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Ann Rheum Dis. 2003 Sep;62(9):851-8.

Perturbations of peripheral B lymphocyte homoeostasis in children with systemic lupus erythematosus.

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  • 1Deutsches Rheuma-Forschungszentrum Berlin, Germany.

Abstract

OBJECTIVE:

To investigate the distribution of peripheral B cell subpopulations of children with active and inactive systemic lupus erythematosus (SLE) compared with healthy controls.

METHODS:

Peripheral B cell subpopulations of 11 children with SLE (6 with active and 5 with inactive disease) and 14 age matched normal healthy children were analysed. Active disease was diagnosed in children with a flare of SLE, who received treatment by i.v. cyclophosphamide or i.v. methylprednisolone pulse to control the disease. Additionally, the peripheral B cells of the children with SLE were compared with those of 13 consecutive patients with adult onset SLE.

RESULTS:

No major difference was found in the frequency and total number of CD27(-)/CD19(+) naïve B cells and CD27(+)/CD19(+) memory B cells between patients with active and inactive lupus and healthy controls, but there was a significant increase in CD27(high) expressing plasma blasts in patients with active SLE. These cells coexpress CD38(+), HLA-DR(dim), surface Ig(low) and lack the expression of CD20 but are clearly positive for intracellular Ig, indicative of early plasma cells. Most CD138(+) cells coexpress CD27(high)/CD19(+). The enhanced frequency of peripheral plasma blasts in children with active SLE is consistent with previous findings in adult patients with SLE, whereas a relative predominance of CD27(+) memory B cells was only identified in the adult patients.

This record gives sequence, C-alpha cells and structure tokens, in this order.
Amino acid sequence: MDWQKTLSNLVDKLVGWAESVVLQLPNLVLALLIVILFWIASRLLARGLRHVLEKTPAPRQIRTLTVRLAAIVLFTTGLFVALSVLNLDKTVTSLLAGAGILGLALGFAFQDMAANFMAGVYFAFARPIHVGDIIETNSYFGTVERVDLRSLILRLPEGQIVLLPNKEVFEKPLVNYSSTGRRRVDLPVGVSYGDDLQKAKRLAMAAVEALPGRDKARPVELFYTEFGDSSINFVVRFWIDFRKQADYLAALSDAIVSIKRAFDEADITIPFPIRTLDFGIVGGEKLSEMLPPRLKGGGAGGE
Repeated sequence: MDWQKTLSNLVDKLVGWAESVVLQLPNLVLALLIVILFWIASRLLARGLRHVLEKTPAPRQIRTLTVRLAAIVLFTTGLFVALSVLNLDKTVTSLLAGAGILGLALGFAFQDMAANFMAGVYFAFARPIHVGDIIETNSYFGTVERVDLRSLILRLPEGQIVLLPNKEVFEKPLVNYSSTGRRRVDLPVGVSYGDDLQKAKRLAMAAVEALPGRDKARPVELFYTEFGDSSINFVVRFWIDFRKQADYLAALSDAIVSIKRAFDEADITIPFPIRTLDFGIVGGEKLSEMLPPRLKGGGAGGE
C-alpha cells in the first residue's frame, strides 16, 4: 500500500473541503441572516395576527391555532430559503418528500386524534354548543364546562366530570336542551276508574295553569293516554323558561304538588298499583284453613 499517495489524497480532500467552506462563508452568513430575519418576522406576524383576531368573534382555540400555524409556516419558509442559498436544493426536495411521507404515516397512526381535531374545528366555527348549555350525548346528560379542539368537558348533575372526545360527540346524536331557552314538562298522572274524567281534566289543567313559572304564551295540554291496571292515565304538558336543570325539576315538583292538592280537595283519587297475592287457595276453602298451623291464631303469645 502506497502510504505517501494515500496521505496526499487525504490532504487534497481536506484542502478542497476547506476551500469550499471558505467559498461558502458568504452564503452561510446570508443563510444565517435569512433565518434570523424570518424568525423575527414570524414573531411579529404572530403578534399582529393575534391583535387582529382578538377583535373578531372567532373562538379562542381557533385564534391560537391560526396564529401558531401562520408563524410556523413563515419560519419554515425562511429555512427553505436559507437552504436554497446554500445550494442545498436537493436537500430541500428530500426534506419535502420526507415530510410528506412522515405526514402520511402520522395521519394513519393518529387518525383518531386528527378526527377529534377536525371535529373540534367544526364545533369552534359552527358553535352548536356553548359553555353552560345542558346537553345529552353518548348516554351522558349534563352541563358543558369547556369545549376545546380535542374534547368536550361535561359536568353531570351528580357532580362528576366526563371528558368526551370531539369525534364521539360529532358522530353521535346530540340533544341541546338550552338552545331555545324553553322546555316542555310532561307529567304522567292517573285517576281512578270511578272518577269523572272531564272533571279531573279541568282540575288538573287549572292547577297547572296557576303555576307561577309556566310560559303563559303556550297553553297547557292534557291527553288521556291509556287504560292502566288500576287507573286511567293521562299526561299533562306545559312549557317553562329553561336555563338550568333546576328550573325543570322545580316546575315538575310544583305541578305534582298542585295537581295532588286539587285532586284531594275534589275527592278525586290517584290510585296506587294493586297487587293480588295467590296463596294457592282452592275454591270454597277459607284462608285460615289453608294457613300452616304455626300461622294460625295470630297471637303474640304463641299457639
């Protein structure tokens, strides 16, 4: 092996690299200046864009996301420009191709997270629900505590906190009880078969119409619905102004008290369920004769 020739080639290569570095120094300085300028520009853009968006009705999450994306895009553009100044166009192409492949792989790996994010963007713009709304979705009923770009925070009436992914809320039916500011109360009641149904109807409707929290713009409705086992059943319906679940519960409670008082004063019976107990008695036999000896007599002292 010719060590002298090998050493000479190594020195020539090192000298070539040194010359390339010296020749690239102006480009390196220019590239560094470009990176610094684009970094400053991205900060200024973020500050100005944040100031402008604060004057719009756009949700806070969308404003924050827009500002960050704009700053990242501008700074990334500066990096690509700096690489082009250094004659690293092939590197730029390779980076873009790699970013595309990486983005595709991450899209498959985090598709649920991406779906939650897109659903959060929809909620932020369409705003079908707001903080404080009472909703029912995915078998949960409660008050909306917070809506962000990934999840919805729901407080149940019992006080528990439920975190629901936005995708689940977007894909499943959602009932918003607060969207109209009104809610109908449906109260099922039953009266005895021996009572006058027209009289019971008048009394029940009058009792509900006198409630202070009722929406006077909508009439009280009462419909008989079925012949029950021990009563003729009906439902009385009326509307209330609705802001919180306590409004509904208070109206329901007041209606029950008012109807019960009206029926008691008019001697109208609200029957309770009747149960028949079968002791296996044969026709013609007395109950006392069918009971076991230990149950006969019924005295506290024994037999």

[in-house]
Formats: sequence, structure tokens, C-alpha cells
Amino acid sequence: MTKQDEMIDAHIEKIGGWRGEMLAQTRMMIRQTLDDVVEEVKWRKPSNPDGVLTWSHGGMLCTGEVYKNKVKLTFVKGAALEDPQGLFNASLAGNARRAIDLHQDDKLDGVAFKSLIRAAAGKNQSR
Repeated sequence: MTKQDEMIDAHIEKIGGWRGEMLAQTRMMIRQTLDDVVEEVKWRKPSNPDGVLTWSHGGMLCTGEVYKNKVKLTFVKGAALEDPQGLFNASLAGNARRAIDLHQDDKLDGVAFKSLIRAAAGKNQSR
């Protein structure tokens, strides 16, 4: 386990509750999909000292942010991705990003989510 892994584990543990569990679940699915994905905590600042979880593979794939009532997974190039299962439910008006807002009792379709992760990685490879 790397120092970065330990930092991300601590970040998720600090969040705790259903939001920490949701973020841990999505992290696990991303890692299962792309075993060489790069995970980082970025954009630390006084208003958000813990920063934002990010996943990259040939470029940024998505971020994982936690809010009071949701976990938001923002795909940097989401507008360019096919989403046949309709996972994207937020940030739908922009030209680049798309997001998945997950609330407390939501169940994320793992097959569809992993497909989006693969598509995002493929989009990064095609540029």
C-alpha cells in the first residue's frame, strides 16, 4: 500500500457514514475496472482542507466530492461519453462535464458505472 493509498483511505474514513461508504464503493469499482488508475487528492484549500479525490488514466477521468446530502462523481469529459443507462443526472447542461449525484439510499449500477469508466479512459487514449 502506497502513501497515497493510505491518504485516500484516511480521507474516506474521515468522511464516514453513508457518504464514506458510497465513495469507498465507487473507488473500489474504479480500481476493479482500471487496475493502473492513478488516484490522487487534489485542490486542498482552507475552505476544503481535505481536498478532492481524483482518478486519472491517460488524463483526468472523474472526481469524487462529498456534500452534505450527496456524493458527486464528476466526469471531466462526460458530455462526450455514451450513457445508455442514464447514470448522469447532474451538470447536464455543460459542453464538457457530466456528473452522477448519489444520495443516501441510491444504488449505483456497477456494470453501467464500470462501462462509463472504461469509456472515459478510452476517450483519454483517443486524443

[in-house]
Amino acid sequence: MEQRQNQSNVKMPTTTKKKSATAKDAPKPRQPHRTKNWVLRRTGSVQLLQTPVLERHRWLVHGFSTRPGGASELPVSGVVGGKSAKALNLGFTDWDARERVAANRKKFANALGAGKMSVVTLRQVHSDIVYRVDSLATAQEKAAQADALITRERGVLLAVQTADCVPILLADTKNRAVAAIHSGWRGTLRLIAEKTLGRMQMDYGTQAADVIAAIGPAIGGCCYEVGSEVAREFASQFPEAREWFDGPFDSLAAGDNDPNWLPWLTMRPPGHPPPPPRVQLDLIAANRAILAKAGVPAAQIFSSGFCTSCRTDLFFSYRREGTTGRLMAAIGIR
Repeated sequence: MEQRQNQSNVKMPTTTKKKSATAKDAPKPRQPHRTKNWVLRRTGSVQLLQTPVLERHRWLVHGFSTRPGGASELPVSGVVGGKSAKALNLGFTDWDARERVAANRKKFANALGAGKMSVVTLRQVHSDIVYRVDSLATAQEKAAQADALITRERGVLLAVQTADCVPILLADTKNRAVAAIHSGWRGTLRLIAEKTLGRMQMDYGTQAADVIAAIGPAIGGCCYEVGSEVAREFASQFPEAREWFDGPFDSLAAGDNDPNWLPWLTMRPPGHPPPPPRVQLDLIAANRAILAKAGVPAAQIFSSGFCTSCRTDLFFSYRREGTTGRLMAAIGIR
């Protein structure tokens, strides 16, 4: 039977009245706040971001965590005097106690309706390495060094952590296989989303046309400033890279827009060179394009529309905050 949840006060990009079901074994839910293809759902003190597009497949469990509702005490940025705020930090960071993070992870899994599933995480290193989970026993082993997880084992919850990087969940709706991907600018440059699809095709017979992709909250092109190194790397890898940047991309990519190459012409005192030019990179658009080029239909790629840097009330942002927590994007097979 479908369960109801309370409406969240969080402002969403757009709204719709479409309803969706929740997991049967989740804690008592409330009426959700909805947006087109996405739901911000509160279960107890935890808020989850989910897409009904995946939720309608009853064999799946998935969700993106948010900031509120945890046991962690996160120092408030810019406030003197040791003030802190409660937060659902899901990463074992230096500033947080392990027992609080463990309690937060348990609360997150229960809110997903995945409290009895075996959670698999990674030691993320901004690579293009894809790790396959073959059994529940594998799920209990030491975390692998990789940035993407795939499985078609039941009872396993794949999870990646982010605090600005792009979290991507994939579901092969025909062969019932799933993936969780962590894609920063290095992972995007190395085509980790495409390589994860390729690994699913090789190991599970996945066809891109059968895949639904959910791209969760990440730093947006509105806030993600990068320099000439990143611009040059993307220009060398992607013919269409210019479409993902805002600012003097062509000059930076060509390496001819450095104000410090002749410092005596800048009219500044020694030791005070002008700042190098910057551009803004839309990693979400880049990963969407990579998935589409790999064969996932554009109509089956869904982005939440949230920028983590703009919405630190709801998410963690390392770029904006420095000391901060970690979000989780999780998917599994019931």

CONCLUSIONS:

Profound abnormalities in the distribution of B cell compartments are more pronounced in older patients with SLE, but an enhanced frequency and cell number of peripheral plasma blasts is characteristic of both diseases during active stages. Thus detection of CD27(high) plasma blasts significantly correlates with active lupus in both children and adults.

PMID:
12922958
[PubMed - indexed for MEDLINE]
PMCID:
PMC1754662
Free PMC Article
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